I received a copy of this book from Netgalley/the publisher in exchange for an honest review.
My oldest daughter is almost nine years old, so I have recruited her to help me with the middle grade ARCs that I receive from Netgalley. She is a voracious reader, but she tends to gravitate towards comics and graphic novels rather than novels. Reading together gives her the opportunity to expand her repertoire, and I get some great feedback from the target demographic.
We recently read Just Like Me by Nancy Cavanaugh. The story begins with narrator Julia on the bus to sleepaway camp with Avery and Becca, her “Chinese sisters”. The girls were all adopted at the same time from the same orphanage. Avery and Becca live close to each other, get together all the time, and have embraced their Chinese heritage. Julia has been struggling with her identity, and sees herself as half Irish, half Italian like her parents- and half Chinese too.
When the girls arrive at camp, they are placed in the White Oak cabin with Vanessa, a queen bee type; Meredith, who goes along with Vanessa; and Gina, Vanessa’s cousin who likes to joke around. The girls immediately start to fight: Vanessa is very competitive and yells at everyone for not trying hard enough at competitions. The girls get in trouble for fighting, and end up bonding when they realize that everyone is struggling with something. Can they use their strengths to work together and win the big cabin competition?
Many of the chapters end with Julia’s journal entries. She has been tasked with putting together a journal for the adoption coordinator, and the entries provide the reader with insight into Julia’s feelings about being adopted. Incidentally, Avery and Becca are also keeping journals, but we are not provided with their entries. Over the course of the book, Julia’s feelings shift. She is initially resentful at being grouped with Avery and Becca, who she doesn’t have as much in common with as people expect her to; just because they came from the same place, they aren’t exactly the same.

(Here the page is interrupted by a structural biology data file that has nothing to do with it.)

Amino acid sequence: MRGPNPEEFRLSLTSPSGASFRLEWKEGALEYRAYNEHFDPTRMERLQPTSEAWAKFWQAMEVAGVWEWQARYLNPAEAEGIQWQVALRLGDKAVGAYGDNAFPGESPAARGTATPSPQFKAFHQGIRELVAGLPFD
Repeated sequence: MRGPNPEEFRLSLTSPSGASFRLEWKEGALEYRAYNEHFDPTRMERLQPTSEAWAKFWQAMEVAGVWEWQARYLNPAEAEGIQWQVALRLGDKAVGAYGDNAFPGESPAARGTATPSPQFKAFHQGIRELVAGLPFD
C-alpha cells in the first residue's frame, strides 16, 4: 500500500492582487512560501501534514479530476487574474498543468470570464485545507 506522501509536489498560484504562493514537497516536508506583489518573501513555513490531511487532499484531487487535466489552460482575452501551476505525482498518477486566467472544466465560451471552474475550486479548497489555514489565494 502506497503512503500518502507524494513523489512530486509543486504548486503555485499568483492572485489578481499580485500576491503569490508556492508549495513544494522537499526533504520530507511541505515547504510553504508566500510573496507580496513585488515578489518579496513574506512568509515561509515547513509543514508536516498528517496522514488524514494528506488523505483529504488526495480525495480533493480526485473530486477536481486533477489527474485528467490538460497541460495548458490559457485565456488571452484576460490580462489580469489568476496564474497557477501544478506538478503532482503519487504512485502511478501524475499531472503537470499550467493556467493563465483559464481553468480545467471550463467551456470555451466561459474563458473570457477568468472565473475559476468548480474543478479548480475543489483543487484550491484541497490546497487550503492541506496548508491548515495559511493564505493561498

My daughter enjoyed this book so much that she has asked if she can go away to camp too. She was very surprised by the “mean” behavior from some of the characters, and this led to a conversation about what was going on in a particular character’s background that might make them say mean things.
I also enjoyed this book, and I think it has a lot to offer all children- not just those who might identify with Julia. We have several friends who were born in China, and while I would not want to make any assumptions about their mindset, I’d like to think that Julia’s feelings might provide them with validation regarding their own feelings surrounding the adoption.
I would recommend Just Like Me to middle grade readers. This book has so much to offer. There is plenty of summer camp cheesiness like silly music and competitions, but there is also introspection and a sense of self-discovery. I think that many children can find something relate to, and that working together is necessary to succeed, and that success is measured in more ways than just winning.